UPDATE: ESPN’s Buster Olney reports that Trembley may have been fired this evening. That wouldn’t be a shock, given that the media has known about his fate for close to eight hours now.
3:41pm: The move has been rumored for a while now, but Dan Connolly of the Baltimore Sun reports that the Orioles are expected to fire manager Dave Trembley following this afternoon’s game against the Yankees.
According to Connolly, president of baseball operations Andy MacPhail is expected to meet with Trembley when the team returns to Baltimore tonight and will likely name third base coach Juan Samuel as the interim manager prior to the home series against the Red Sox that begins tomorrow.
Barring a comeback this afternoon the Orioles will be on an eight-game losing streak and have the worst record in all of baseball at 15-39. Since taking over the team midway through the 2007 season Trembley is 187-283, for a .398 winning percentage that trails only Manny Acta (.384) among active managers with at least two seasons of experience and ranks as the 12th-worst mark of all time.
Much like Trey Hillman in Kansas City there’s little reason to think Trembley deserves to keep the job, but the organization’s problems extend well beyond him. Baltimore hasn’t had a winning season since way back in 1997–when Brian Matusz was 10 years old and both Adam Jones and Matt Wieters were 11–and Trembley’s replacement will be the Orioles’ sixth different manager during that time.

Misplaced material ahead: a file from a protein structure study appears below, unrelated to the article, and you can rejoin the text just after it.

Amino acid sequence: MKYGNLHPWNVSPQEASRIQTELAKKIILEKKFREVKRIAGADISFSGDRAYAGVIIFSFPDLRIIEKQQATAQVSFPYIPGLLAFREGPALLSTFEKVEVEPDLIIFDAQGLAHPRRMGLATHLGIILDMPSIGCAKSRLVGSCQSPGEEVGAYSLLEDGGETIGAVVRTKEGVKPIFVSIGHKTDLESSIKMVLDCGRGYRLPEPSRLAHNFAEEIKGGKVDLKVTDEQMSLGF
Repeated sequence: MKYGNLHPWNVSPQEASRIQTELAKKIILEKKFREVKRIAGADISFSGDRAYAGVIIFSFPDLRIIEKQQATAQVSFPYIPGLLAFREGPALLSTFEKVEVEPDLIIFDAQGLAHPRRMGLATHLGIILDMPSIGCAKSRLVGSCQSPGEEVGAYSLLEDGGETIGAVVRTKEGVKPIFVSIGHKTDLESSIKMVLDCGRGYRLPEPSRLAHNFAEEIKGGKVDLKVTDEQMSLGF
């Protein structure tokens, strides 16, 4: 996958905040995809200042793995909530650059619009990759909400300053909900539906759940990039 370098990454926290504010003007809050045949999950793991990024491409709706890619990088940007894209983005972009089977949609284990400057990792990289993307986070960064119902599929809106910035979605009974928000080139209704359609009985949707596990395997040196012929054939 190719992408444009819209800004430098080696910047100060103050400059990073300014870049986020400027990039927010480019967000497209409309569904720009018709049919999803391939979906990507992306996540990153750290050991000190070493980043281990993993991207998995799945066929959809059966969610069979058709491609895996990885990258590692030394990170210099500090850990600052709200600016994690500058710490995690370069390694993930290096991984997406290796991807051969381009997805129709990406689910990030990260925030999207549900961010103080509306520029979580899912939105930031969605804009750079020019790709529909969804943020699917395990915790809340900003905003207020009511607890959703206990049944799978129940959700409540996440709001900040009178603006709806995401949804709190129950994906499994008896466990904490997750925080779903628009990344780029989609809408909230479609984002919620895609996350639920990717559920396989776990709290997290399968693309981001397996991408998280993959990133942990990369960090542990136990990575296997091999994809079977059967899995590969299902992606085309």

A report from the Baltimore Sun’s Dan Connolly suggests that free agent catcher Welington Castillo currently tops the Orioles’ list of potential backstop targets for the 2017 season. With Matt Wieters on the market, the Orioles lack a suitable platoon partner for Caleb Joseph behind the dish, and Connolly adds that the club has been discussing a multi-year deal with Castillo’s representatives since the Winter Meetings.
Castillo batted .264/.322/.423 with the Diamondbacks in 2016, racking up 14 home runs and driving in a career-high 68 RBI in 457 PA. His bat provides much of his upside, and Connolly quoted an anonymous National League scout who believes that the 29-year-old’s defensive profile has fallen short of his potential in recent years.
For better or worse, both the Orioles and Castillo appear far from locking in a deal for 2017. Both the Rays and Braves have expressed interest in the veteran catcher during the past week, while the Orioles are reportedly considering Wieters, Nick Hundley and Chris Iannetta as alternatives behind the plate.
The Phillies reportedly signed veteran outfielder Daniel Nava to a minor league contract, according to Matt Gelb of the Philadelphia Inquirer.
Nava began the season on a one-year contract with the Angels, during which he slashed .235/.309/.303 through 136 PA in the first half of 2016. He was flipped to the Royals in late August for a player to be named later and saw the remainder of his year go down the drain on an .091 average through 12 PA in Anaheim. After getting the boot from the Angels’ 40-man roster in November, the 33-year-old outfielder elected free agency.
Nava is expected to compete for a bench role on the Phillies’ roster in the spring. As it currently stands, the club’s projected 2017 outfield features Howie Kendrick and Odubel Herrera, with precious little depth behind them. Nava’s bat is underwhelming, but at the very least he offers the Phillies a warm body in left field and a potential platoon partner for one of their younger options, a la Tyler Goeddel or Roman Quinn.